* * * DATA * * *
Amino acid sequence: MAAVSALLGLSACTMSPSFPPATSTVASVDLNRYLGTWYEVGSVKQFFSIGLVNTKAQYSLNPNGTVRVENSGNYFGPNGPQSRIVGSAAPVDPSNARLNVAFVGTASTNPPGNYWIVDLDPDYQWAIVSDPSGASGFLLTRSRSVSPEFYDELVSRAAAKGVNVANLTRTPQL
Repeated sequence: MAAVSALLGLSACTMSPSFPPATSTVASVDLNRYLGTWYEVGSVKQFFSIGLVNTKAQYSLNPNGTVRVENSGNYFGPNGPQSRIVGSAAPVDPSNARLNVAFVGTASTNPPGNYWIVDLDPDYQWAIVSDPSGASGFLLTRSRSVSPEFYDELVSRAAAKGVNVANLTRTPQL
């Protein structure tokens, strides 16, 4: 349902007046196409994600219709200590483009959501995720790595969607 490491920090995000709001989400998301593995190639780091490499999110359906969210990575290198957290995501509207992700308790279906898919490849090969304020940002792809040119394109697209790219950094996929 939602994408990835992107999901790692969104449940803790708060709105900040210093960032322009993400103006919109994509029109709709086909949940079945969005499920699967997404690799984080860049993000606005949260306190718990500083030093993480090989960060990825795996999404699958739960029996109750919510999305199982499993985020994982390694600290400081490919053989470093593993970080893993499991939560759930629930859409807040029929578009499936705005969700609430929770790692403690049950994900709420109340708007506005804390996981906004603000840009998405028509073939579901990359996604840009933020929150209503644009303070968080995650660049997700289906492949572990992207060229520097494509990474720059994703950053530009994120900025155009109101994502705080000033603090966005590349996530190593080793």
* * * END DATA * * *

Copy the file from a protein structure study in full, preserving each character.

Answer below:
Amino acid sequence: MAAVSALLGLSACTMSPSFPPATSTVASVDLNRYLGTWYEVGSVKQFFSIGLVNTKAQYSLNPNGTVRVENSGNYFGPNGPQSRIVGSAAPVDPSNARLNVAFVGTASTNPPGNYWIVDLDPDYQWAIVSDPSGASGFLLTRSRSVSPEFYDELVSRAAAKGVNVANLTRTPQL
Repeated sequence: MAAVSALLGLSACTMSPSFPPATSTVASVDLNRYLGTWYEVGSVKQFFSIGLVNTKAQYSLNPNGTVRVENSGNYFGPNGPQSRIVGSAAPVDPSNARLNVAFVGTASTNPPGNYWIVDLDPDYQWAIVSDPSGASGFLLTRSRSVSPEFYDELVSRAAAKGVNVANLTRTPQL
């Protein structure tokens, strides 16, 4: 349902007046196409994600219709200590483009959501995720790595969607 490491920090995000709001989400998301593995190639780091490499999110359906969210990575290198957290995501509207992700308790279906898919490849090969304020940002792809040119394109697209790219950094996929 939602994408990835992107999901790692969104449940803790708060709105900040210093960032322009993400103006919109994509029109709709086909949940079945969005499920699967997404690799984080860049993000606005949260306190718990500083030093993480090989960060990825795996999404699958739960029996109750919510999305199982499993985020994982390694600290400081490919053989470093593993970080893993499991939560759930629930859409807040029929578009499936705005969700609430929770790692403690049950994900709420109340708007506005804390996981906004603000840009998405028509073939579901990359996604840009933020929150209503644009303070968080995650660049997700289906492949572990992207060229520097494509990474720059994703950053530009994120900025155009109101994502705080000033603090966005590349996530190593080793």